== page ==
When the yield curve inverts, the US economy capsizes, sure as—well, sure as running some torpedoes into the hull of the USS Economy.
David Beckworth’s latest and worthy post regards the rather cavalier attitude at the US Federal Reserve as the central bank, seemingly on automatic pilot, targets rate hikes through next year.
The above chart is not comforting.
Yet, notes Beckworth, “the FOMC’s own summary of economic projections implies a yield curve inversion over the next year or so.”
Oh, is that all?
Already, various Fed FOMC members have mumbled something along the lines that “this time is different. “Rates and term premiums are lower than in earlier cycles.”
In a ray of hope, not all Fedsters are sanguine. Atlanta Fed President Raphael Bostic said, “I pledge to you I will not vote for anything that will knowingly invert the curve,” in an August presentation.
But the bulk of members seem onboard with relentless rate hikes.
Some Breathing Room?
The yield on 10-year bonds did rise to more than 3% last week, indeed to 3.07%. Some maybe some breathing room can evolve.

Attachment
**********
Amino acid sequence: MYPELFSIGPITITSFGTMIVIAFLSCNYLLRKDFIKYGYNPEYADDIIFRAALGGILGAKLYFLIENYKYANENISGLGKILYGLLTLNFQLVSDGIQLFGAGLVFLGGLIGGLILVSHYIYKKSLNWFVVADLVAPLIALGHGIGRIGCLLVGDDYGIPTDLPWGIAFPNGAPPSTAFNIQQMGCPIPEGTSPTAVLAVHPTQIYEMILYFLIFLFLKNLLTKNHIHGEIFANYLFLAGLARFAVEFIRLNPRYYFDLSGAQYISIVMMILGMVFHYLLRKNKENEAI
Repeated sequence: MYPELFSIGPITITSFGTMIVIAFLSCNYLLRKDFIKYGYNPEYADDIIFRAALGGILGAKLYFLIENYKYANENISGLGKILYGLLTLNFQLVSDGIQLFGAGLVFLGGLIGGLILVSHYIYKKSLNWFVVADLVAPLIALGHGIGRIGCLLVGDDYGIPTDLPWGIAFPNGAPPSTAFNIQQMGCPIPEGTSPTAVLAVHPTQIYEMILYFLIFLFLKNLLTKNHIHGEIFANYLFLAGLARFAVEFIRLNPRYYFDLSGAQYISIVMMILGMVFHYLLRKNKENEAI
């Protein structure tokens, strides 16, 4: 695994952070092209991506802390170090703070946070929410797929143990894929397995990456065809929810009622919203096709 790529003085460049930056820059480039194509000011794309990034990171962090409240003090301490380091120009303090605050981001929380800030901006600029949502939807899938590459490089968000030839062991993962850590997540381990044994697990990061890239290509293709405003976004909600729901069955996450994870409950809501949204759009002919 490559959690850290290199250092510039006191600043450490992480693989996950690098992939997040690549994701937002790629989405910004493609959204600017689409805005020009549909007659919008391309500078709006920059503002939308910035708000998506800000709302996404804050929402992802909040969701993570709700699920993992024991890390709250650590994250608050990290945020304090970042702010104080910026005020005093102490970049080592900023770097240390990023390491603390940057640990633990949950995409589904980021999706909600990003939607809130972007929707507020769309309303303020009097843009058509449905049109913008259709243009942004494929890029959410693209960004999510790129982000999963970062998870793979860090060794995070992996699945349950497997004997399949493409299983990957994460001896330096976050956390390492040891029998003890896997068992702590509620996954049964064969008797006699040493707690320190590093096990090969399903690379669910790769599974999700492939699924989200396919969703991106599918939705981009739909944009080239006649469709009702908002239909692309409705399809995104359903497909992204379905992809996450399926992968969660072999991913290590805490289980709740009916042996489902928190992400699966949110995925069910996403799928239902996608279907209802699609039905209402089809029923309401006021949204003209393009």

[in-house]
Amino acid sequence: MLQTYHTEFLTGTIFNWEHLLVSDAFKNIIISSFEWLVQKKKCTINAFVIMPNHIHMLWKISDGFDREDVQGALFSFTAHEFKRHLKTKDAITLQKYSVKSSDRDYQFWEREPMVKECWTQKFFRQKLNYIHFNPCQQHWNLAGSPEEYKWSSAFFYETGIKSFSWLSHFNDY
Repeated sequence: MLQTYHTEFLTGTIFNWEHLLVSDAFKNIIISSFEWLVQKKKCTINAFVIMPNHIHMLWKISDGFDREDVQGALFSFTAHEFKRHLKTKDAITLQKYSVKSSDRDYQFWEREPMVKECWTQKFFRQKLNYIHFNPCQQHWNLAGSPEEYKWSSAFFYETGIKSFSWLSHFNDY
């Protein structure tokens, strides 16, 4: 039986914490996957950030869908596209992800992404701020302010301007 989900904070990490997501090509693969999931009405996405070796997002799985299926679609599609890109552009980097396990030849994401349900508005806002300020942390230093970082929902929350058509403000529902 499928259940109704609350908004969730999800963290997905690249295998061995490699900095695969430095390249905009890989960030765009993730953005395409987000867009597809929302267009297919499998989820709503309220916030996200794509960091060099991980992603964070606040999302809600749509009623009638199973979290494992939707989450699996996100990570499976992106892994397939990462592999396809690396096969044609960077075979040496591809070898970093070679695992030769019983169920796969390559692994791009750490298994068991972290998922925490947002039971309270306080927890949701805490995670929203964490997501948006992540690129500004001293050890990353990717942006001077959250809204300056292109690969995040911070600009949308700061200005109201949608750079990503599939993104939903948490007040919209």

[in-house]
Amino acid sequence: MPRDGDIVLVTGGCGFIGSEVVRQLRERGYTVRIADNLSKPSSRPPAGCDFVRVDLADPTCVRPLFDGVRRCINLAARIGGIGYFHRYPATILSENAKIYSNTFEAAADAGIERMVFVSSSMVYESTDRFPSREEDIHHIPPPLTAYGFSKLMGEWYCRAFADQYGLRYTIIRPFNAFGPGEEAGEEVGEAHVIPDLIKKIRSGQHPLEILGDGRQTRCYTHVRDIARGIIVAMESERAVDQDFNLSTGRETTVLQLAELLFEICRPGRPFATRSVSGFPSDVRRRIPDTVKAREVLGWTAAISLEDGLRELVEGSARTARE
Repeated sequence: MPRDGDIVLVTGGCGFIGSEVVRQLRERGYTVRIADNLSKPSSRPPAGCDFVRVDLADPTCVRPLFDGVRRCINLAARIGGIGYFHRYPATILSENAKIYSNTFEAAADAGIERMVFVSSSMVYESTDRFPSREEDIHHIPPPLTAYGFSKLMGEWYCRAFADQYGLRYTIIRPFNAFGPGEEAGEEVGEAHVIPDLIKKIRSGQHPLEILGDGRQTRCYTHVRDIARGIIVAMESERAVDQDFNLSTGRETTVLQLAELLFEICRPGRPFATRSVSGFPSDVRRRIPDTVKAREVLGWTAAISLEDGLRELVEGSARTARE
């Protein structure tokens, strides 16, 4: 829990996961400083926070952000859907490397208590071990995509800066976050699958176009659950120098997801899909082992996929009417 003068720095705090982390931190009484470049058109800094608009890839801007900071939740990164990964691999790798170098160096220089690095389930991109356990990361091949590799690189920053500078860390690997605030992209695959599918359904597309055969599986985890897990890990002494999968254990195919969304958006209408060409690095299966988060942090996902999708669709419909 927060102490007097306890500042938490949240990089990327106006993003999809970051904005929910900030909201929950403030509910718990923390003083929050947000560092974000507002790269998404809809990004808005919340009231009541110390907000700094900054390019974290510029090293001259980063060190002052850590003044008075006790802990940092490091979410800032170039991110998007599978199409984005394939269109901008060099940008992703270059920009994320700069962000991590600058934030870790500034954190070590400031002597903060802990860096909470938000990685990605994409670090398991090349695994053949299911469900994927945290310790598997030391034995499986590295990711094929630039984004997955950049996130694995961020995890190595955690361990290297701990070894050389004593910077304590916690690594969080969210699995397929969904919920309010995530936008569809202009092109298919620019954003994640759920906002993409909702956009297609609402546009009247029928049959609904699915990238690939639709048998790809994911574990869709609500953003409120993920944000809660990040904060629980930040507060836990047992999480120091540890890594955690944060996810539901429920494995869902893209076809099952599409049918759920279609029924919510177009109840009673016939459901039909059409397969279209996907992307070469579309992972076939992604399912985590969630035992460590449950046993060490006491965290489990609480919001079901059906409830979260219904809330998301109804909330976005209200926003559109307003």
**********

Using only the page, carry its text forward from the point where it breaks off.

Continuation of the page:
In other news, the website Nextgov recently pointed out the US government will spend record heaps of money through September 30, as it ferociously cuts checks to unload everything the Congress appropriated for the fiscal year ended Sept. 30.
To appreciate the scale of the undertaking, Nextgov points out the Pentagon cut $331 billion in contracts in fiscal 2017, but has to cut $411 billion in contracts in fiscal 2018—but this year’s budget and appropriations passed six months late. The Pentagon has a mountain of checks to issue this month, or give the unspent money back the US Treasury, a form of heresy.
As a result, a big slug of money is going to enter the economy in September, and probably help make Q3 and Q4 GDP figures look good.
One can hope the demand pressure will drive up inflation, and thus drive up long-term interest rates and postpone the recession-inducing inverted yield curve—the very condition Fed itself is all but targeting.
But how long can the GOP spend-a-thon go on? And will the soaring federal outlays actually push-up inflation and thus long-term interest rates?
Of course, there is much in this picture that looks like it could end badly, with a recession and interest rates headed back to zero, while the Fed appetite for quantitative easing is curtailed, given that it has so committed itself to “normalization” and a smaller balance sheet.
The US government can run even bigger deficits, but that prospect looks disagreeable as well.
And no one at the Fed even wants to even bring money-financed fiscal programs into the conversation.
Investors will have to keep an eye on the yield curve. A dicey stretch is ahead.